But the reason Miami-Dade and Broward did not see the same kind of overall surge in poverty that Brookings documented in other metro areas across the country is likely because poverty in the region was already high, said Alayne Unterberger, associate research director at Florida International University’s Research Institute for Labor Research and Studies.

“That’s because we started lower in terms of income,’’ Unterberger said. “Florida has always had high poverty. We have no manufacturing base. The job quality and the income is not there for a lot of Floridians to maintain a middle-class life.’’

In Miami-Dade, suburbs as disparate as Sunny Isles Beach, Cutler Bay and Doral saw double-digit percentage increases in poor population, figures released by Brookings show. Economically hard-hit Homestead saw a 76.4 increase in poverty even as it expanded dramatically after annexing surrounding areas for development. The poverty rate in the city of Miami remained unchanged, by contrast.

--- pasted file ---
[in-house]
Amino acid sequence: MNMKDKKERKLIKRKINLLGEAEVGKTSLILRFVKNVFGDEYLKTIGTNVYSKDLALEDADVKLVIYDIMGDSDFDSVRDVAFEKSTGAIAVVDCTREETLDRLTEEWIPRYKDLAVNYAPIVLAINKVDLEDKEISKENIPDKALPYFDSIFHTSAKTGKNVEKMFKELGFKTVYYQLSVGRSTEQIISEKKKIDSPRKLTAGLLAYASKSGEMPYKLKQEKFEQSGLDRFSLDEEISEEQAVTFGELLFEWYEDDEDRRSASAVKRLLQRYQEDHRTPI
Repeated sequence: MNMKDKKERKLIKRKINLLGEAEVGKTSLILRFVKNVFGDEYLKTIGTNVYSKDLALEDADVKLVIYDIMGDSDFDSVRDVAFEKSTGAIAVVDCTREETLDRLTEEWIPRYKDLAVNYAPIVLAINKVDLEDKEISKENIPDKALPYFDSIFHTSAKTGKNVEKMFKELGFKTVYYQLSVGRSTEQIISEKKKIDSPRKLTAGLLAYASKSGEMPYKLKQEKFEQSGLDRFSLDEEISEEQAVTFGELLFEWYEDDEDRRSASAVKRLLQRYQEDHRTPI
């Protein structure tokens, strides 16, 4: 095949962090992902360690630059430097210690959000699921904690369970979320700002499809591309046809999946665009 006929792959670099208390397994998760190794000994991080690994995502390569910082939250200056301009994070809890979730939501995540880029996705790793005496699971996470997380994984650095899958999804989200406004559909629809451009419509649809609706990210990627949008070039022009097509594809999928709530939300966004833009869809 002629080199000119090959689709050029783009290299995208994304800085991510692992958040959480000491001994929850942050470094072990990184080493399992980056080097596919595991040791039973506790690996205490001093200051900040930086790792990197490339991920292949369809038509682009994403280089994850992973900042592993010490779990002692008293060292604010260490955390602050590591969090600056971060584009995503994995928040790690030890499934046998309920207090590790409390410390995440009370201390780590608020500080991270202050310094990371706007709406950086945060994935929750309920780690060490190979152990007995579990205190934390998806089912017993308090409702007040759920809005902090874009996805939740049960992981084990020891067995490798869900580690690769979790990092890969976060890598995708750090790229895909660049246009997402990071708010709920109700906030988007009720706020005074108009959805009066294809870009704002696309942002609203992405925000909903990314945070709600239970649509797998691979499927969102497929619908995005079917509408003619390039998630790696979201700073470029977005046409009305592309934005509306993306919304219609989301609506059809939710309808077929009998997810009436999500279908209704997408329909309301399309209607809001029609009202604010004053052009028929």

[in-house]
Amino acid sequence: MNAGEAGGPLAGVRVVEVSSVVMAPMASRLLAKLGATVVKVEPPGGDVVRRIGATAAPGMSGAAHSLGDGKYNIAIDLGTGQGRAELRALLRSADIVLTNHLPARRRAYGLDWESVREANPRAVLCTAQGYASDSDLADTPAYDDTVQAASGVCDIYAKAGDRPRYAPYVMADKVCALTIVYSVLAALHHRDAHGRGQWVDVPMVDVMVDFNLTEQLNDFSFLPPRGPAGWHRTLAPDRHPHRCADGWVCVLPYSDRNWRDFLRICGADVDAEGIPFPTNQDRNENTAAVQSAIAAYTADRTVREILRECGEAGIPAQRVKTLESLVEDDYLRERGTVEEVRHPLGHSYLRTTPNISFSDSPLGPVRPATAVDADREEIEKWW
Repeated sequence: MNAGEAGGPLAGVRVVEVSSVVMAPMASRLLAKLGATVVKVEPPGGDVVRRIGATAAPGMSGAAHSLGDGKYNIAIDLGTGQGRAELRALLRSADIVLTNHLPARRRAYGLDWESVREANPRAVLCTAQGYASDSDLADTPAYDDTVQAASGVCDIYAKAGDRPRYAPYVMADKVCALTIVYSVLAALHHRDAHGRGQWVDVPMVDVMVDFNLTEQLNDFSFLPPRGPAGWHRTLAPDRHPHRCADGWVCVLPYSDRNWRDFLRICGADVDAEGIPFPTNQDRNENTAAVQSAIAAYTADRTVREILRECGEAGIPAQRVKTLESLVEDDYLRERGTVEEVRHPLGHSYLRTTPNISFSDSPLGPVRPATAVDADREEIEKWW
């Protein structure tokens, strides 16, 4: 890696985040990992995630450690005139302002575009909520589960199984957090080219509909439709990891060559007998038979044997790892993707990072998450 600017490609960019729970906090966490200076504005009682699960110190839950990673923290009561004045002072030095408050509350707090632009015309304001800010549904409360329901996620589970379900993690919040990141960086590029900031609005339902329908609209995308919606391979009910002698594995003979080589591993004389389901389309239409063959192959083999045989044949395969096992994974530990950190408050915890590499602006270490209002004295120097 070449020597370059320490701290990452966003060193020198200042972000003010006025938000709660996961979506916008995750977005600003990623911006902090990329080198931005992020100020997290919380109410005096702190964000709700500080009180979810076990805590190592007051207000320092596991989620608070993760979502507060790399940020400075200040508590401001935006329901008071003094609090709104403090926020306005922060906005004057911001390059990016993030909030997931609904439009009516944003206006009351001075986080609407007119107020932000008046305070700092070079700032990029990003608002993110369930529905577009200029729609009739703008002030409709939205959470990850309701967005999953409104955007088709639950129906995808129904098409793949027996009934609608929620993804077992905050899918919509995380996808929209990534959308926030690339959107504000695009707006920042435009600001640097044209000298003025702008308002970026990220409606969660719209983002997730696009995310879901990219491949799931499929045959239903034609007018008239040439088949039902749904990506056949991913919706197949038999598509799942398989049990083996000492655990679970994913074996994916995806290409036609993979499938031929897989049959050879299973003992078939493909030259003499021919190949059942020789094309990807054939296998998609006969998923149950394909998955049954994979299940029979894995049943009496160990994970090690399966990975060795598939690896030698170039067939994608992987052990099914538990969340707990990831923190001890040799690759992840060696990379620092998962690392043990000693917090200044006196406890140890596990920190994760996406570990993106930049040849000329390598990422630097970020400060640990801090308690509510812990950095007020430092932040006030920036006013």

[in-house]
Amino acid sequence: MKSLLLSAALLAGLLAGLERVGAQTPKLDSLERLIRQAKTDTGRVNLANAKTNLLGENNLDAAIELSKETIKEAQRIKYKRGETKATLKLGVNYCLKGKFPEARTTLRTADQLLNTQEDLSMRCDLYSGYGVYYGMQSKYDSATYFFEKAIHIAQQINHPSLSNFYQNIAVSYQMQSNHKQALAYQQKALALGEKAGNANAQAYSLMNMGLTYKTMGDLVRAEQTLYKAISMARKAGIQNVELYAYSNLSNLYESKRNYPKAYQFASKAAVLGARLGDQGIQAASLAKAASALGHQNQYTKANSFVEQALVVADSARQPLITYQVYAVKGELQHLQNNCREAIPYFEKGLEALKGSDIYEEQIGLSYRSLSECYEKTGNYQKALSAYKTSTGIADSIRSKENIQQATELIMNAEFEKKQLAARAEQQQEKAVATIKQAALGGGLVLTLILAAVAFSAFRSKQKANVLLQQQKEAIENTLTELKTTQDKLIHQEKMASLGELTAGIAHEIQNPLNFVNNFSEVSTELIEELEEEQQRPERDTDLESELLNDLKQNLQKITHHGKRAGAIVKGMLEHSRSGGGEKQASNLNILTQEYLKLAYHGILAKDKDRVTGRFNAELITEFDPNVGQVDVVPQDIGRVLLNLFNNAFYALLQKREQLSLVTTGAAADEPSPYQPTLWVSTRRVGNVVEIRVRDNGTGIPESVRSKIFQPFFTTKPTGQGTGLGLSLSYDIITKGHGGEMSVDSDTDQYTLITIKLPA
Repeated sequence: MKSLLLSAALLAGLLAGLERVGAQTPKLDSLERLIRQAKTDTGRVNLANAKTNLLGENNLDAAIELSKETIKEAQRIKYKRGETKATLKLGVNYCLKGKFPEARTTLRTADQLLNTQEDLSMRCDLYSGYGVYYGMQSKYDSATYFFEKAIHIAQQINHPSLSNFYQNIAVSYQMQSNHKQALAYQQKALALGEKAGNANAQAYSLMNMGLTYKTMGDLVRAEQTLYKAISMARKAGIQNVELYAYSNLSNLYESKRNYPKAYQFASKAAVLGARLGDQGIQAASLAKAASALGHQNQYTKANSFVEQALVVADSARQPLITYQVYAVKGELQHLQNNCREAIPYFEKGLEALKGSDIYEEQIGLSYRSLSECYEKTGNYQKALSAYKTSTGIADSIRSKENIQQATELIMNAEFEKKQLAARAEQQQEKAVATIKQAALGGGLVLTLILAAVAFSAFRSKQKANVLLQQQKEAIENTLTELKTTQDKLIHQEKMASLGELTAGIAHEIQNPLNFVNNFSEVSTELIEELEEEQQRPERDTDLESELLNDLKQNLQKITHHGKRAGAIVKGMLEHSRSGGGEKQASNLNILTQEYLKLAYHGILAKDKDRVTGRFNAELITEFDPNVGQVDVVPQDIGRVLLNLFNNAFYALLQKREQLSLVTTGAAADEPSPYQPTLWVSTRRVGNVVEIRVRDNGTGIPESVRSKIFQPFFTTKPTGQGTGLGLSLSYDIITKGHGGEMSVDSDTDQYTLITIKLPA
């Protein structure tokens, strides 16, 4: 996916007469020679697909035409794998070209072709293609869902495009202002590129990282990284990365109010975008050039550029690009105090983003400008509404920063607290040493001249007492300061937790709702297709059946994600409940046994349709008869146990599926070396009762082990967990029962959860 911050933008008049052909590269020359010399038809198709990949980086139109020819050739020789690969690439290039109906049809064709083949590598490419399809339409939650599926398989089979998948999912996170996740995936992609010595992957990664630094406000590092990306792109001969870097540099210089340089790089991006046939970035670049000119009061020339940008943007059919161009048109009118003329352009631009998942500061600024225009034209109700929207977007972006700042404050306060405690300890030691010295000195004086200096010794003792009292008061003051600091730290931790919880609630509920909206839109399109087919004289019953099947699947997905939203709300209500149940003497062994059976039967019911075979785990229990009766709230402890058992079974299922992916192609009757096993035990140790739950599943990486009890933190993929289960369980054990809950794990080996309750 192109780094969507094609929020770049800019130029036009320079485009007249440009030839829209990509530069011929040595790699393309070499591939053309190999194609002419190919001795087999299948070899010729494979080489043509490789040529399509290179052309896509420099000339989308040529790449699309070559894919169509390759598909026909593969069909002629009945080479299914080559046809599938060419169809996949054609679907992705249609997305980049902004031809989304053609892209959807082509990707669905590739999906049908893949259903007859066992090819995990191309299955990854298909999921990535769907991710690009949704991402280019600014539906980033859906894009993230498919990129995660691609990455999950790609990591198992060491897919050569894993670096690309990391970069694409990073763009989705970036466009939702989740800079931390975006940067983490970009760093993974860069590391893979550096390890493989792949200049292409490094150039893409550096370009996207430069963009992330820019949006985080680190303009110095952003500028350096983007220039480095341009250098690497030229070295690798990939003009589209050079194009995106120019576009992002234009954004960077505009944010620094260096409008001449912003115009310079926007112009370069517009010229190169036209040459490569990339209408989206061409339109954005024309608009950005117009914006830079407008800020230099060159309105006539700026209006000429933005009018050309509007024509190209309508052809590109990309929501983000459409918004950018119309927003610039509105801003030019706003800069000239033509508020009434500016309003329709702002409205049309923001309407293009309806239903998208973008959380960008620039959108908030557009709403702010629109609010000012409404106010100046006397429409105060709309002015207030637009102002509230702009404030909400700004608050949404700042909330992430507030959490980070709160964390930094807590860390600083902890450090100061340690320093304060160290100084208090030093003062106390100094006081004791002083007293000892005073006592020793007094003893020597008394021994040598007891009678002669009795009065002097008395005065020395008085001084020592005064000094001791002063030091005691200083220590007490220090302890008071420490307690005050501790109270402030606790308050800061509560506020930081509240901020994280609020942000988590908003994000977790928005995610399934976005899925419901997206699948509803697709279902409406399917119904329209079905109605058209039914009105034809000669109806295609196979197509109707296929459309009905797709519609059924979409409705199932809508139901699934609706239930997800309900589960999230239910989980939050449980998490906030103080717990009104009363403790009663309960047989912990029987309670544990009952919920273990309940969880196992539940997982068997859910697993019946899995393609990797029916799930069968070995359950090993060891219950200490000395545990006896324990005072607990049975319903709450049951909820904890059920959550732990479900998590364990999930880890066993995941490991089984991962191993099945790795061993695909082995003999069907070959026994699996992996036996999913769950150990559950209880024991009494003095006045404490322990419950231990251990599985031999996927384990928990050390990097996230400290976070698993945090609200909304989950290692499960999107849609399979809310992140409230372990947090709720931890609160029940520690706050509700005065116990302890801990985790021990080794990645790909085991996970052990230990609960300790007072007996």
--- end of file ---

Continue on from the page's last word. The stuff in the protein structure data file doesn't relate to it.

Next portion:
In Broward, Davie, Hallandale and Plantation saw their poor populations rise 41.2, 29 percent and 28.6 percent, respectively.

Those large jumps are probably explained by the fact that Broward had sharp income inequalities even before the recession disproportionately affected those at the bottom of the income ladder, Unterberger said.

The FIU institute has documented sharply rising income inequality across the region, which has been accentuated by the recession and the lagging recovery, she said.